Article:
FOR IMMEDIATE RELEASE
When Raymond Bett won the Athens Classic Marathon last year in 2.12.40,
knocking two seconds off the event record on one of the toughest courses in
the world, he was presented with the fact that Stefano Baldini won the 2004
Olympic title on the same course in 2.10.55. "I can do that," said Bett.
Back to defend his title on Sunday, Bett reiterated that estimation today,
It's not wise to underestimate a Kenyan marathoner; as many did two weeks
ago when Wilson Kipsang said he could get close to colleague Patrick
Makau's world record of 2.03.38, in Frankfurt. Kipsang missed the mark by
There are a number of factors in Bett's favour this year, not the least the
weather. Baldini won the Olympic title in Athenian mid-summer, whereas
Sunday morning promises 12-13C (mid-50sF), but with a wind off the Aegean
Sea, that's to say, at the runners' backs for much of the route from
Marathon to Athens.
Nevertheless, the field has one of the hardest marathon courses to contend
with. The first 10k is relatively flat, including the diversion around the
burial ground of the Athenian soldiers killed in the Battle of Marathon.
But then the course rises for the next 20 kilometres before a gradual
decline to the finish in the Panathenaiko, the spectacular marble stadium
built for the 1896 Olympics.
"All I was told before last year's race," said Bett, "was that it was hard.
But I was shocked. But I took it easy, and stayed at the back of the group
until 39k. So I have the advantage of knowing the course, and I also have
two pacemakers from my group who are in good form, so they will help me".
The men in question are marathon debutants, Gilbert Maina and Allan Ndiwa,
the latter having an impressive 60.45 half-marathon to his credit. They are
due to accompany Bett up to 30k, ie the top of the hills outside Athens,
and if they feel good intend to continue. "If they do, that will be an
extra advantage," said the confident Bett, ignoring the occasional
phenomenon of a pacemaker winning the race.
Bett also has some interesting insights on the recent surge in the already
burgeoning Kenyan domination of the world marathon scene. He himself is
representative of the typical Kenyan athlete, who sees running as a way out
of (relative) poverty. "I'd left school, and was looking for a job, but
really there is no work, or very little, so I was just hanging around".
Fortunately for him, he was hanging around in Iten, a town in the western
highlands of Kenya, whose 10,000 population comprises, he reckons, "about
2000 runners. One of the coaches knew I'd been a good runner in school, so
he said, why don't you start training? It's the same with many others,
there are not many jobs, so everyone wants to run; it becomes our career".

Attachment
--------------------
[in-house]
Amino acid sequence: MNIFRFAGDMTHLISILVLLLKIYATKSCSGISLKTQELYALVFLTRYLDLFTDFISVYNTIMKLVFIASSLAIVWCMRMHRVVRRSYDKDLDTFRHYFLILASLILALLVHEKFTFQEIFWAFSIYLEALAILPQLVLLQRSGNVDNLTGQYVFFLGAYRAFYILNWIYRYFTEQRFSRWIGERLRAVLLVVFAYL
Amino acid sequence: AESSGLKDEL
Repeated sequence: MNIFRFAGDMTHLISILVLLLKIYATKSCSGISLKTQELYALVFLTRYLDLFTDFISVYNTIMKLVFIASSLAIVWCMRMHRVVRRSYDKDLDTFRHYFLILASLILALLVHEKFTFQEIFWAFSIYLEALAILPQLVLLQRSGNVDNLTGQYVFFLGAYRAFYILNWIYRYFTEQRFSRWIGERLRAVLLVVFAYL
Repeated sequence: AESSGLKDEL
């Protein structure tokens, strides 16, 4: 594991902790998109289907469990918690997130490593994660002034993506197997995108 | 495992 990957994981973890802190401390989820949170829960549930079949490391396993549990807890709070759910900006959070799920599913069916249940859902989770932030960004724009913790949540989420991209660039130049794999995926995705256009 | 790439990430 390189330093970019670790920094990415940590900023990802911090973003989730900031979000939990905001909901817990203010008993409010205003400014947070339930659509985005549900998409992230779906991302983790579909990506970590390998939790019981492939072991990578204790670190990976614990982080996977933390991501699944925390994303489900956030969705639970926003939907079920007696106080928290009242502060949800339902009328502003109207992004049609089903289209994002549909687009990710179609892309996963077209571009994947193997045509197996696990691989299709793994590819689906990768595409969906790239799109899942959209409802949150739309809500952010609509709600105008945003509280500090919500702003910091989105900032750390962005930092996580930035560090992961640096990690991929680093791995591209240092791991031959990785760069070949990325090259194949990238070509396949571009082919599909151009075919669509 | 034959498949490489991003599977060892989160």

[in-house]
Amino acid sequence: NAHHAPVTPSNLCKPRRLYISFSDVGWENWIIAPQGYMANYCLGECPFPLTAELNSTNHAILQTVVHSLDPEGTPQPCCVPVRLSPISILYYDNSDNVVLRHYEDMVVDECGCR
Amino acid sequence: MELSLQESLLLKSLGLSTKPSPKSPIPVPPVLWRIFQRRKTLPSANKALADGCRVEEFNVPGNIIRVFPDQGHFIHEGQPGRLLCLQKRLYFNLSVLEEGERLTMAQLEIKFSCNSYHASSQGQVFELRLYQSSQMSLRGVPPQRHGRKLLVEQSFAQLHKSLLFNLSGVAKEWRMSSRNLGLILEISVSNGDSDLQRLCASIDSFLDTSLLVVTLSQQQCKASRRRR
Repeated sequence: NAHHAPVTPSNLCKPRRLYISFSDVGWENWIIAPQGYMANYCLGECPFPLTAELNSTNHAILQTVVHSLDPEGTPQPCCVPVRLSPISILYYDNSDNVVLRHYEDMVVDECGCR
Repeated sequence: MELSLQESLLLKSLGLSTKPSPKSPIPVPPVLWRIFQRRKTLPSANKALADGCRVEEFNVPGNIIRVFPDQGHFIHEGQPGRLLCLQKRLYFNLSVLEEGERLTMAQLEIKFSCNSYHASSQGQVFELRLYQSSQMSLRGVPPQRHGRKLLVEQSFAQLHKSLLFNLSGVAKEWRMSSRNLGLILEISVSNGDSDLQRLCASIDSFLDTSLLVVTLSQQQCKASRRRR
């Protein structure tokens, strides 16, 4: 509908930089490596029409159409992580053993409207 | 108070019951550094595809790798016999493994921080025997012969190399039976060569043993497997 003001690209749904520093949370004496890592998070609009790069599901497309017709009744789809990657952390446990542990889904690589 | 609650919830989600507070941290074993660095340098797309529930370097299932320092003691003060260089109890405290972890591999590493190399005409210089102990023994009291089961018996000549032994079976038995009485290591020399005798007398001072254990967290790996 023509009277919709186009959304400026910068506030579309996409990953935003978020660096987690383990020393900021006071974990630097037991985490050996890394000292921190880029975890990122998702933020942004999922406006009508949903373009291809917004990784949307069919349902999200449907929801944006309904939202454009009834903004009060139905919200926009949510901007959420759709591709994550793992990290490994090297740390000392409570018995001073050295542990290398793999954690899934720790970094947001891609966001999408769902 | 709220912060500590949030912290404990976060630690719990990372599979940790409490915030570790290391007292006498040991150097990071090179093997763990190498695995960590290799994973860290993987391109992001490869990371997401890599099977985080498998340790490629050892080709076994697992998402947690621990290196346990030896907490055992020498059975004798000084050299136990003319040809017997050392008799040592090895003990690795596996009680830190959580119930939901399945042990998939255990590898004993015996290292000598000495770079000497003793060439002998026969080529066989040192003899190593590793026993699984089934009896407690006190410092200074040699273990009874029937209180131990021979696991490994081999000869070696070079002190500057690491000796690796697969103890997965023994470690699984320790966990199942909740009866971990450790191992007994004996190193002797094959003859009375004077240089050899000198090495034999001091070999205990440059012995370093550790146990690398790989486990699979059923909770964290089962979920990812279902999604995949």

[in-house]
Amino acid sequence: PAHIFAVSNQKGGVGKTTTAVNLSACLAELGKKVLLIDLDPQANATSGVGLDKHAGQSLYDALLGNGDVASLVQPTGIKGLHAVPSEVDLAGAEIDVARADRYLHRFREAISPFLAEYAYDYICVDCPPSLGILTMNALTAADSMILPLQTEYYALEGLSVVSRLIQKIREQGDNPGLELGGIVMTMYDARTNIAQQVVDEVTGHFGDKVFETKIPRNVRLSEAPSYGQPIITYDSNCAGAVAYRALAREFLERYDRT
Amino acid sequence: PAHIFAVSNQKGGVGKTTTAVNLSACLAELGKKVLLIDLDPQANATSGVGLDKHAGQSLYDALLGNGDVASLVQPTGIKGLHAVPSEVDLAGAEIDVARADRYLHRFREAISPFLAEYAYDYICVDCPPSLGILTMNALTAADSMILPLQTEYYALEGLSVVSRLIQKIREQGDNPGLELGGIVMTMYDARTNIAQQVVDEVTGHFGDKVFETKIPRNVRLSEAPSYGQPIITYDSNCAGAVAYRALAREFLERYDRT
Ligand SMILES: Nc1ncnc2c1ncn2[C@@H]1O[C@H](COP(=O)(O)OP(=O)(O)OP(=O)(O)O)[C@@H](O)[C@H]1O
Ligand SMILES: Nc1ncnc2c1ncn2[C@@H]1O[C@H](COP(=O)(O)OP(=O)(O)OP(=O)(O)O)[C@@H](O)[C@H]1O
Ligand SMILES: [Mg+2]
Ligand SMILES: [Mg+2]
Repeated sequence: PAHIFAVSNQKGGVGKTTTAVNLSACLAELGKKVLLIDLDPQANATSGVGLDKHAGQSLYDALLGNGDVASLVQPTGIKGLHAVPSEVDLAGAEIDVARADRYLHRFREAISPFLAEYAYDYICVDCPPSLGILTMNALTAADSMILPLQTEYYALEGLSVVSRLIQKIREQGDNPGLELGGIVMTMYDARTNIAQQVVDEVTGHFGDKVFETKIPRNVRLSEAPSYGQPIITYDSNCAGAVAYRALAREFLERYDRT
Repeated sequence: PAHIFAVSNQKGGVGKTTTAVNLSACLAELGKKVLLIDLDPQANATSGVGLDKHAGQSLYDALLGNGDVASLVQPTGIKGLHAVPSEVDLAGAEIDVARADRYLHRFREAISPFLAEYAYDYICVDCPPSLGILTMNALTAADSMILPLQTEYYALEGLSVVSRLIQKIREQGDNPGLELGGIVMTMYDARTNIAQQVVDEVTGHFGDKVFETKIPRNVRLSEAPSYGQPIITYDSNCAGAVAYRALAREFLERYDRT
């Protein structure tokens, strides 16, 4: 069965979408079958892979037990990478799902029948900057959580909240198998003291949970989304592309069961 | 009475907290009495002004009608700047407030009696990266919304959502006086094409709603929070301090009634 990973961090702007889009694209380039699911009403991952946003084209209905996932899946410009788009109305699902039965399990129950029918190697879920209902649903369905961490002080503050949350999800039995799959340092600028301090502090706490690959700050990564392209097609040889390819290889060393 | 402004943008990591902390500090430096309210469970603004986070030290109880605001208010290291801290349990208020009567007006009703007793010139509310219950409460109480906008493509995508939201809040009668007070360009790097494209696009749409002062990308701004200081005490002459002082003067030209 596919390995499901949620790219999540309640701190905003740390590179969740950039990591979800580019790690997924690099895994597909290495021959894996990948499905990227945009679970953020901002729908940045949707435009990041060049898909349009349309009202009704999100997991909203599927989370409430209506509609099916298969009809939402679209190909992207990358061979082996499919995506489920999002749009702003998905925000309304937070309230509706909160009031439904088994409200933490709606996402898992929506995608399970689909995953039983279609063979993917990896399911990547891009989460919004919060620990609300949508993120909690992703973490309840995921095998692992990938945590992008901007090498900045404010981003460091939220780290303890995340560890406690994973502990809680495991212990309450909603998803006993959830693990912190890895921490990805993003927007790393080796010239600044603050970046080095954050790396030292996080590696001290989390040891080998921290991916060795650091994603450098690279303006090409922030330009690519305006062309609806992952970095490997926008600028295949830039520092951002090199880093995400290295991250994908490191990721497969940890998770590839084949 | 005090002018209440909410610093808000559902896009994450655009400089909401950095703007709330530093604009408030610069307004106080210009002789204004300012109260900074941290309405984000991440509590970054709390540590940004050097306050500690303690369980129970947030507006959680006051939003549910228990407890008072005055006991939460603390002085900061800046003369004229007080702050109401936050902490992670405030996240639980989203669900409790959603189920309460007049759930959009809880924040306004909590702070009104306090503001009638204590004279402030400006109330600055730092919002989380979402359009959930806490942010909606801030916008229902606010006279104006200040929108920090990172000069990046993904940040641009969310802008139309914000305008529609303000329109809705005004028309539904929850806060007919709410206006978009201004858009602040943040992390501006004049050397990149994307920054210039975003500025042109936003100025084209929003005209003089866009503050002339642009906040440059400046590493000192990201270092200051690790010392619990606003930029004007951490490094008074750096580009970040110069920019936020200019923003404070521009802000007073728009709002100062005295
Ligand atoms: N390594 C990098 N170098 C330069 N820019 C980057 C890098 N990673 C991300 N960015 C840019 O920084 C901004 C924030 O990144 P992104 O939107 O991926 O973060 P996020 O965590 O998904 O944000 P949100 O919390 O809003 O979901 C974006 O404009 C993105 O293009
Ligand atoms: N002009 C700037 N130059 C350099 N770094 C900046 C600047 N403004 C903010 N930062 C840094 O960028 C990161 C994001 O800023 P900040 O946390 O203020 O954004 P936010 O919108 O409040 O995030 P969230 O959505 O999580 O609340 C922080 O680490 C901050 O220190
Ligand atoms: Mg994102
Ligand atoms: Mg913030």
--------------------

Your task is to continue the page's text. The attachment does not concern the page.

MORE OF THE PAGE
Bett only began running seriously in 2007, and immediately became one of
those hundreds if not thousands of young Kenyan runners who don't even
consider the overcrowded world of track racing, and have gone straight to
the marathon. As for the latest surge, which has propelled two dozen
Kenyans to the top of the world lists this year alone – between 2.03.38 and
2.06.31, the latter would have been second only to world record as recently
as the turn of the century – Bett thinks that the introduction of the
gymnasium into Kenyan social life has been crucial. "There were never gyms
before two years ago, now we all go to the gym to do strength work. It's
made a big difference".
Nevertheless, according to elite race director, Raschid Ben Meziane, this
might be one marathon that a Kenyan does not win. He favours his
compatriot, Abdelkrim Boubker of Morocco. "He's had three races in Europe
this year, and he's won them all. He only did 2.14.40 in Leiden (marathon),
but he was running by himself, and he won the Dordrecht half-marathon, and
a tough 30k as well".
The marathon itself continues to be a rare success in an otherwise gloomy
economic scene for Athens and Greece. Prior to last year's 2500th
anniversary of the Battle of Marathon, participants had risen to 4,500 in
number, and last year's celebration saw that shoot up to 12,500. But an
accredited 8,500 for Sunday's event is still seen as a huge success, in
view of the recent civil disturbances related to the economic crisis. The
numbers have convinced the organisers that the Greek public has finally
switched on to their marathon heritage.
That is also underlined by recent affiliations. Firstly, the marathon has a
new sponsor, OPAP, the national lottery, which has signed a contract for
six years. The Greek federation, SEGAS, which organises the race, has
recently signed an accord with UNESCO, which recognises the cultural
heritage of the event; and proceeds from the marathon will go to
educational programmes in Africa.
Outside the race itself, there is the now perennial Marathon Symposium,
which includes the ceremonial lighting of the Marathon Flame (at the
tumulus, the burial ground) at Marathon itself; the symposium concentrates
this year on medical back-up for a mass event. In addition, with backing
from SEGAS and the city government, the Association of International
Marathons, AIMS opened a permanent office in Athens on Thursday.